Photo by Angie Ledbetter
“Was” and “Were”
Y’all have heard about passive voice, but you are still using it. Stop that horse and dismount!
Here is one simple problem I see, over and over –
“Kathryn and Angie were eating gumbo in Baton Rouge.”
Try instead, “Kathryn and Angie ate gumbo in Baton Rouge.”
“Tracy was standing next to her horse.”
Photo courtesy Tracy Hinkel
Try instead, “Tracy stood next to her horse.”
“The writers were attacking the editor.”
Try instead, “The writers attacked the editor.”
Seemed, appeared (also show, don’t tell)
Tonia Marie seemed nervous. Blah. Shawn appeared bored. Blech.
Don’t use seemed or appeared or any similar wishy-washy words. Don’t tell us a character “seemed upset,” or “appeared bored” – show us how she is upset or how she is bored.
Show us the beads of sweat on her brow, her chewing on her bottom lip, her clenching fists.
Show us her slouchy posture in the chair, her wandering or rolling eyes, her picking at her nails.
Boring dialog vs. character-driven dialog
I recently edited J. J. Brown’s American Dream. All of J.J.’s characters have a personality that translated into the dialog.
One of J.J.’s characters is a Frenchman, and his English dialog has a French flair. He would often say, “Oui?” or “Yes?” or “No?” at the end of his bits of dialog.
Do you work on giving each character a distinctive voice?
A character clears his throat before speaking
A character has a Southern accent or a Jersey accent
A character uses a lot of similes or clichés
A character uses no contractions
A character quotes the Bible
Number of words in a sentence
All your sentences have the same number of words. There is no variety in your novel’s sentence structure. I am getting bored by your mundane sentence structure. I beg you to give me some sentence variety.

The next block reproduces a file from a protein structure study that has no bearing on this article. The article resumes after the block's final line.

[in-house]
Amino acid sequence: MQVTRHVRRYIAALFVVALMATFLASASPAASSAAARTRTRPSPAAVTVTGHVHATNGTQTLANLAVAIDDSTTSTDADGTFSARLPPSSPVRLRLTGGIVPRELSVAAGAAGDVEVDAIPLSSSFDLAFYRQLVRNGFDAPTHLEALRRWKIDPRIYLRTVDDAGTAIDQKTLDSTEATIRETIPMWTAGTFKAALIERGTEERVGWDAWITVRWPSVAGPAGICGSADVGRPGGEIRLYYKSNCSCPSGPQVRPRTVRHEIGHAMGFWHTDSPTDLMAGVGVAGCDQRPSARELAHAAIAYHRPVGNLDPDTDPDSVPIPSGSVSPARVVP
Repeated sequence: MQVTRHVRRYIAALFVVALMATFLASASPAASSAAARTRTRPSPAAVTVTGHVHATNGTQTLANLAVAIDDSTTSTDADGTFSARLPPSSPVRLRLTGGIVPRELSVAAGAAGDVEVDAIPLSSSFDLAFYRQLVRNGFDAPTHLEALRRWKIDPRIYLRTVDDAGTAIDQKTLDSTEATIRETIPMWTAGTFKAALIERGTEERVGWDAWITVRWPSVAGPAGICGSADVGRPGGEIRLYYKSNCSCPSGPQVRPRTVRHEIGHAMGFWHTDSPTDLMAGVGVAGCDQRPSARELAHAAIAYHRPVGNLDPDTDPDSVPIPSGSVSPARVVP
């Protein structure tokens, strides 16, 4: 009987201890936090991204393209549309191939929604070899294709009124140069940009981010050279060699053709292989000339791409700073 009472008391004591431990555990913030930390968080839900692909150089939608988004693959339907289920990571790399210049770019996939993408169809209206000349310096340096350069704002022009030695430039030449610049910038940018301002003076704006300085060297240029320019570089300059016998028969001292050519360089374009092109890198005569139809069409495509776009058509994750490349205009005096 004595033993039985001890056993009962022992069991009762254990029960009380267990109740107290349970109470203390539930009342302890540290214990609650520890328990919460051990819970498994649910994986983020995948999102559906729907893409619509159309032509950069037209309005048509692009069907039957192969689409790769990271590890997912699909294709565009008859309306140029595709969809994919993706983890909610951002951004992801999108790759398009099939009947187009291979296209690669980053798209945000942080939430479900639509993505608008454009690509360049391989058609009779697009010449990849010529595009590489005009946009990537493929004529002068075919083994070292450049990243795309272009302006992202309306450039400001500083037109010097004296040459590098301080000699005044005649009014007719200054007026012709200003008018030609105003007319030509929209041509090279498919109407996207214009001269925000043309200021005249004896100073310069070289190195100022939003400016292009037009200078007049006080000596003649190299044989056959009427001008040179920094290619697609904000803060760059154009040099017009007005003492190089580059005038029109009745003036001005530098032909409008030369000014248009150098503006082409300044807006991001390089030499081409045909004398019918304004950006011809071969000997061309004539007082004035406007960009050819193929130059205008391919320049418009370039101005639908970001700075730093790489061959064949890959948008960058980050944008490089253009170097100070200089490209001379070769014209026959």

All the sentences in the above paragraph have the same number of words. Boring, right? Though it is never exactly like this in the projects I edit and proofread, some sentence structure is hauntingly similar.
Giddy up! Some sentences go directly to the barn door. Other sentences take a wandering path around the side of the barn, meander behind the barn, and come out at the corral.
Photo by Jink Willis
See also Quick Editorial Tips I and Quick Editorial Tips II.
Photos courtesy of Angie Ledbetter, Tracy Hinkel, and Jink Willis.
Karen and son Kenton
Karen S. Elliott was raised by a mother who wanted to be an English teacher and who worked for Merriam-Webster as a proofreader and an aunt who could complete the Sunday New York Times crossword in a day. Their favorite expression was, “Look it up!” Karen is an editor and proofreader, blogger, and writer. Her short stories have been featured in The Rose & Thorn Journal, Every Child is Entitled to Innocence anthology, Valley Living Magazine, BewilderingStories.com, and WritingRaw.com.